Shann's Backyard, Book Five, can be enjoyed as a stand alone story. The adventure is designed to be acted, read aloud or enjoyed as a quiet fun read. Shann introduces new friends and gets help from some old friends. They celebrate her neighbour's birthday. The joy she shares is like warm sunshine in the spring, It touches everyone around her and includes them in the fun. Not all things go as planned. Life lessons are learned and problems are solved.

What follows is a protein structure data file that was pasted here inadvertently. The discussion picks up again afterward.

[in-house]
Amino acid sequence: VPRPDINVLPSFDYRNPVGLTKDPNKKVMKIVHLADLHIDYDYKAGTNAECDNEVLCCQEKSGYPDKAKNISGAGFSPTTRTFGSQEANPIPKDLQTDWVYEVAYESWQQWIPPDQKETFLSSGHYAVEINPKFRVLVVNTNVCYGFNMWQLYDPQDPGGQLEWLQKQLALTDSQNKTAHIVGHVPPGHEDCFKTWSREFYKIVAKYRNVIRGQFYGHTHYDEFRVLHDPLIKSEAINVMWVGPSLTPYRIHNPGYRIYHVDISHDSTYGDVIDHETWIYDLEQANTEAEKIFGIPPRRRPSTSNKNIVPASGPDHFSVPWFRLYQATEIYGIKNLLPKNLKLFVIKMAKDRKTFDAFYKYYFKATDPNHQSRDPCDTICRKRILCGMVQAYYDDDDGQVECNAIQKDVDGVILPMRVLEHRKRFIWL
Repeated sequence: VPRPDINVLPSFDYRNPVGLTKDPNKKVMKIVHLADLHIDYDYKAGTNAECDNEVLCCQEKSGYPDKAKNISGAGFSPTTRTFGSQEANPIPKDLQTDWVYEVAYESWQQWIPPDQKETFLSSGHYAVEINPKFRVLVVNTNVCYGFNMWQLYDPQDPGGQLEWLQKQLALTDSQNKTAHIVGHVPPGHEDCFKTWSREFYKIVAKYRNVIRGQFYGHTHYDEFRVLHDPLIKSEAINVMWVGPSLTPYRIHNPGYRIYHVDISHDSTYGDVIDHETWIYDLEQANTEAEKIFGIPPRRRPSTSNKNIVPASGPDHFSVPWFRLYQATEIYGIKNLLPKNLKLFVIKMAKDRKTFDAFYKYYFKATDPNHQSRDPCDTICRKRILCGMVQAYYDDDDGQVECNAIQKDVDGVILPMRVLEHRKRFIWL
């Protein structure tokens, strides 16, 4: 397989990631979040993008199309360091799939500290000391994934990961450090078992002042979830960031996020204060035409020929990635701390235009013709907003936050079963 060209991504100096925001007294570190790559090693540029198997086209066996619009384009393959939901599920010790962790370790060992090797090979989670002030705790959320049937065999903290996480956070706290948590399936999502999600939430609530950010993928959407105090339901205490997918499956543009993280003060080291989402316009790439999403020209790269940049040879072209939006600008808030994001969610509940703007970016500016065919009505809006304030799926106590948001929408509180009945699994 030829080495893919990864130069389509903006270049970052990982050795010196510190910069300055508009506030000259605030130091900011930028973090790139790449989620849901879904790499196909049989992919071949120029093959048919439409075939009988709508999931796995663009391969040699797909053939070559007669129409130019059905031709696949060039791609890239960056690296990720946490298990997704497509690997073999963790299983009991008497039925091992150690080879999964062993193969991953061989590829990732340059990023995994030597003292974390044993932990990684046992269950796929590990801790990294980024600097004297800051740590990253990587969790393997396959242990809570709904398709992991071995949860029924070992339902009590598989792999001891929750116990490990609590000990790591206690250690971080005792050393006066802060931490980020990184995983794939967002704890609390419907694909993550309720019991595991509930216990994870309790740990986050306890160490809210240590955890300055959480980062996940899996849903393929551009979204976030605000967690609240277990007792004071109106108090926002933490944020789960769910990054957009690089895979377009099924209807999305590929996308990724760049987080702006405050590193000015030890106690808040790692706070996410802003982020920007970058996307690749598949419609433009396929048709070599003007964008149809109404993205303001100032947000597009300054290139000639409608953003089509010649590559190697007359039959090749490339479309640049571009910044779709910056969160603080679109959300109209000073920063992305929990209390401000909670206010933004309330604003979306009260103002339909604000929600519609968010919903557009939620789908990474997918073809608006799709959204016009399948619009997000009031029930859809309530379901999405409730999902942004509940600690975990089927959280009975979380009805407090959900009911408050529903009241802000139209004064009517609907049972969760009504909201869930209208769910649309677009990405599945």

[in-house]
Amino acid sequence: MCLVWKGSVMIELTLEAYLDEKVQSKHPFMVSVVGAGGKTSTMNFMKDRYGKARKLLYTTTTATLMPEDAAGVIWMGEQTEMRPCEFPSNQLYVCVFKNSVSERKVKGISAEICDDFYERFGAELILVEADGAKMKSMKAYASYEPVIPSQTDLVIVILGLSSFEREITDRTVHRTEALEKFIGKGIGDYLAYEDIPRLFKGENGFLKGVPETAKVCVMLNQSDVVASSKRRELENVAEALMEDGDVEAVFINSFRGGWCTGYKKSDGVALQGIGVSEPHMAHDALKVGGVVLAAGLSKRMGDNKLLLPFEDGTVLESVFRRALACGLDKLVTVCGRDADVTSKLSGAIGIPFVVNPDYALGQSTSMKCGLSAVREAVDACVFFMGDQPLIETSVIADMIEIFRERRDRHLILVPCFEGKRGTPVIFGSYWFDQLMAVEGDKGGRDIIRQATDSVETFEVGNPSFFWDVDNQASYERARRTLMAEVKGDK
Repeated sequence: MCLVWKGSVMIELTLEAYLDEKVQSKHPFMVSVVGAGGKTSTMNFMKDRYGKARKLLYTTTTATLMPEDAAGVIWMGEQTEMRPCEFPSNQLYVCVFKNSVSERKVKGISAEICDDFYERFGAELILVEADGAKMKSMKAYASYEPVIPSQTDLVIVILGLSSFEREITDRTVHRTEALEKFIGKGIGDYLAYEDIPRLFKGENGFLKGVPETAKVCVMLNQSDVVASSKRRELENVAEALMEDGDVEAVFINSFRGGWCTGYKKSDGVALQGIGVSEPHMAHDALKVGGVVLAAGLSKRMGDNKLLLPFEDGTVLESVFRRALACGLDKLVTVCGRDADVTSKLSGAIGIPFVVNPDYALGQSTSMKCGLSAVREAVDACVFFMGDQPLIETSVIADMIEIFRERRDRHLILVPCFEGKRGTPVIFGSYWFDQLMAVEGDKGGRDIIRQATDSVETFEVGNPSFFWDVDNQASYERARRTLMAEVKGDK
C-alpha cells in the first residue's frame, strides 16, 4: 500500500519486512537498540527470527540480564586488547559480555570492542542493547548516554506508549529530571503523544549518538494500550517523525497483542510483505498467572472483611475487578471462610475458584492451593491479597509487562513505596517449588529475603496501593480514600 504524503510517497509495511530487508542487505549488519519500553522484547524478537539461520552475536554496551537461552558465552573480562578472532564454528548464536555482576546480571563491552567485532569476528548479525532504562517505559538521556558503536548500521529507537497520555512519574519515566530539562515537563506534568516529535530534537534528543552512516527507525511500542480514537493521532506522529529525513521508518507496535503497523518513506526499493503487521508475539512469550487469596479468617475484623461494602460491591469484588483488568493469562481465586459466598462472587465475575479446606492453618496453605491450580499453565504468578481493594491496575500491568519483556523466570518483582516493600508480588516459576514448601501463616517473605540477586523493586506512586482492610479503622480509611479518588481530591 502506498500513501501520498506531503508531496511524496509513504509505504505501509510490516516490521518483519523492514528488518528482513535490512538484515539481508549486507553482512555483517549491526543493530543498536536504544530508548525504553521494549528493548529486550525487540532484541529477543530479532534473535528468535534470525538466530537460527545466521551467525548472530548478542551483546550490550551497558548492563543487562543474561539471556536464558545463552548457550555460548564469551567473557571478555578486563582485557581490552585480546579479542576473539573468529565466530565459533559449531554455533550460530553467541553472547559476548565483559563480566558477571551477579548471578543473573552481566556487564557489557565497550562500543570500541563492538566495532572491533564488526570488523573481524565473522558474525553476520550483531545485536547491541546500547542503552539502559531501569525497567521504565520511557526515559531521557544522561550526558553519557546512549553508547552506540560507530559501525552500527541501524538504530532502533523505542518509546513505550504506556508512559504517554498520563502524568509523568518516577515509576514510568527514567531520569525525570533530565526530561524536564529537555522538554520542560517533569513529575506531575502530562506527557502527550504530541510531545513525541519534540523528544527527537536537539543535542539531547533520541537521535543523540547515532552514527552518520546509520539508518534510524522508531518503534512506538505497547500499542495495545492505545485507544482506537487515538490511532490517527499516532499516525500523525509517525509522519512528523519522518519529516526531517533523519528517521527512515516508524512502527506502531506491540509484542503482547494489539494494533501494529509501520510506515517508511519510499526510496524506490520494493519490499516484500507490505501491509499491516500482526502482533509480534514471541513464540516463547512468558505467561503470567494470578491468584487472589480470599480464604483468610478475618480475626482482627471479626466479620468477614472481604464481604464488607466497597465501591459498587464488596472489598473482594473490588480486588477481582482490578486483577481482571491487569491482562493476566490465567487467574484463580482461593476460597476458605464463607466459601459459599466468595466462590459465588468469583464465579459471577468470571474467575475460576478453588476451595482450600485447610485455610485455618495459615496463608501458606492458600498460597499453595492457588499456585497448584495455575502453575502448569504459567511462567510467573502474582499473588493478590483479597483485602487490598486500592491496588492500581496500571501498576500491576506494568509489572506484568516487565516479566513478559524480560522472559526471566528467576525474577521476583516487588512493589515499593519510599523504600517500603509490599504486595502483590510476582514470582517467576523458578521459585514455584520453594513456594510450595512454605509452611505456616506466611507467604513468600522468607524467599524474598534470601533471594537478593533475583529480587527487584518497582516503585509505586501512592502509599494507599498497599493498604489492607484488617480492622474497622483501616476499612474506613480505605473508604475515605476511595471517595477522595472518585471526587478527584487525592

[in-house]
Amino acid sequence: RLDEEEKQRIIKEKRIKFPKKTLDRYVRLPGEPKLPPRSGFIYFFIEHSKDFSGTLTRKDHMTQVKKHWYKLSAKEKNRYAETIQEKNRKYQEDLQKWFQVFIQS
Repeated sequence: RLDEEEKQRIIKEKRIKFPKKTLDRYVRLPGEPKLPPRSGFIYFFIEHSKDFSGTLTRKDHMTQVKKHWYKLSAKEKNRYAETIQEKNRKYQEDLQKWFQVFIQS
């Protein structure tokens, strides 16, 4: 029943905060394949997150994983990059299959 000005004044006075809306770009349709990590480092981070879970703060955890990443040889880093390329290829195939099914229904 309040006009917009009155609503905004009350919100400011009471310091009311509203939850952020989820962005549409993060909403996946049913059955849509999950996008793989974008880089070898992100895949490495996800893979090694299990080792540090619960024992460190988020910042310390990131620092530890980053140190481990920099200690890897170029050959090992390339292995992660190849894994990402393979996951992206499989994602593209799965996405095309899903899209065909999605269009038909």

Charles LaBelle is a grandfather, storyteller, and author who uses childhood memories to create the Jake Series and the Shannon's Backyard Series of sixty illustrated children's books. Dyslexia shaped his life. Writing stories would never have happened without encouragement. His first story about a boy and his dog won first prize in a writing contest conducted by the Humane Society. His grade three teacher gave him an A in a story about atomic bomb survivors in a bank vault. This encouragement allowed him to continue believing he could write a story. Working as a heavy construction surveyor, real-estate developer and business owner, not much time was spent writing. During that time, however, he took short story and screen writing courses and noticed the same repeated mistakes in spelling and word construction. He was finally diagnosed as a dyslexic . . . not a stupid person! What a joy! This new understanding moved him to study neuroscience. He is convinced that the human brain can change and be improved. His own efforts in that direction have given him new abilities, new typing skills, improved organizational abilities, and working speed. Charles believes that ENCOURAGEMENT and PRAISE shape a child's future, That problems can be recognized and overcome, that reading, writing, storytelling, singing, poetry, and acting can be part of every child's life. Parents, professionals, and siblings can make it happen. His primary goal is to encourage all children to embrace their imagination . . . to have fun . . . to nurture their creativity by reading to themselves and to groups . . . to have the confidence to ask adults to read to them . . . to ask other children to read with them . . . to act out stories, to make music, sing songs, dance, and recite poetry. He believes that a story can include opportunities for a child to have fun and do new things. New things change a child's brain. The child will develop new skills. When creative stories become a part of a child's life! Confidence will grow! Positive changes will happen!